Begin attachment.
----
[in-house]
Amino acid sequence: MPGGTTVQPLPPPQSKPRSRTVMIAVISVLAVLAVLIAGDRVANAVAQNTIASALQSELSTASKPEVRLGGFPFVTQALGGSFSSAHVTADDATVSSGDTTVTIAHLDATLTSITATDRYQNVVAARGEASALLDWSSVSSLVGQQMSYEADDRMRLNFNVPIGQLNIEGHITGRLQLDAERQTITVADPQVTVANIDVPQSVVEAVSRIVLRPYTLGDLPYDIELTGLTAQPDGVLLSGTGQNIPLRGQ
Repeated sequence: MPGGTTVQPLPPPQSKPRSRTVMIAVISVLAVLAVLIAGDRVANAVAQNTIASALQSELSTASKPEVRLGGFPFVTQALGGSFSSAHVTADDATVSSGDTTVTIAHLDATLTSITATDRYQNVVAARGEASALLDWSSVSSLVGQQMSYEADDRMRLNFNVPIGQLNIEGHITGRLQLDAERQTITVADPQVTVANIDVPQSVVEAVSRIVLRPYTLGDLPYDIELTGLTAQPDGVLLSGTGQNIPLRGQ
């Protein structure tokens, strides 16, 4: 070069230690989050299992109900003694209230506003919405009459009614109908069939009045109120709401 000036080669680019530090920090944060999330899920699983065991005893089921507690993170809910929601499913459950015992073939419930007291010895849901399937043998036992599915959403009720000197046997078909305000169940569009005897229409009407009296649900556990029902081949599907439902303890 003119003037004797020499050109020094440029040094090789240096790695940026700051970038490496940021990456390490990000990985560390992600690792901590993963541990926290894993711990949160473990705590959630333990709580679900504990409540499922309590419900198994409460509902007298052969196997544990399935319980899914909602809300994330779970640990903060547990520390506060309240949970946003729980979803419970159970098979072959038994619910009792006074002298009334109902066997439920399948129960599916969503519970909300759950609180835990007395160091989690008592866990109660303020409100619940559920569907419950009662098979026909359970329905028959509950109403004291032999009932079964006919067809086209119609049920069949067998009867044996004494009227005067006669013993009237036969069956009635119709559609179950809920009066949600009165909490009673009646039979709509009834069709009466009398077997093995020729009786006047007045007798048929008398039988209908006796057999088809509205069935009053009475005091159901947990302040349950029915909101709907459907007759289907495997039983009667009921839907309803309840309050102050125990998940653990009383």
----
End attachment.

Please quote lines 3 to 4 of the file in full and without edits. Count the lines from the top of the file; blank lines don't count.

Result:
Repeated sequence: MPGGTTVQPLPPPQSKPRSRTVMIAVISVLAVLAVLIAGDRVANAVAQNTIASALQSELSTASKPEVRLGGFPFVTQALGGSFSSAHVTADDATVSSGDTTVTIAHLDATLTSITATDRYQNVVAARGEASALLDWSSVSSLVGQQMSYEADDRMRLNFNVPIGQLNIEGHITGRLQLDAERQTITVADPQVTVANIDVPQSVVEAVSRIVLRPYTLGDLPYDIELTGLTAQPDGVLLSGTGQNIPLRGQ
């Protein structure tokens, strides 16, 4: 070069230690989050299992109900003694209230506003919405009459009614109908069939009045109120709401 000036080669680019530090920090944060999330899920699983065991005893089921507690993170809910929601499913459950015992073939419930007291010895849901399937043998036992599915959403009720000197046997078909305000169940569009005897229409009407009296649900556990029902081949599907439902303890 003119003037004797020499050109020094440029040094090789240096790695940026700051970038490496940021990456390490990000990985560390992600690792901590993963541990926290894993711990949160473990705590959630333990709580679900504990409540499922309590419900198994409460509902007298052969196997544990399935319980899914909602809300994330779970640990903060547990520390506060309240949970946003729980979803419970159970098979072959038994619910009792006074002298009334109902066997439920399948129960599916969503519970909300759950609180835990007395160091989690008592866990109660303020409100619940559920569907419950009662098979026909359970329905028959509950109403004291032999009932079964006919067809086209119609049920069949067998009867044996004494009227005067006669013993009237036969069956009635119709559609179950809920009066949600009165909490009673009646039979709509009834069709009466009398077997093995020729009786006047007045007798048929008398039988209908006796057999088809509205069935009053009475005091159901947990302040349950029915909101709907459907007759289907495997039983009667009921839907309803309840309050102050125990998940653990009383």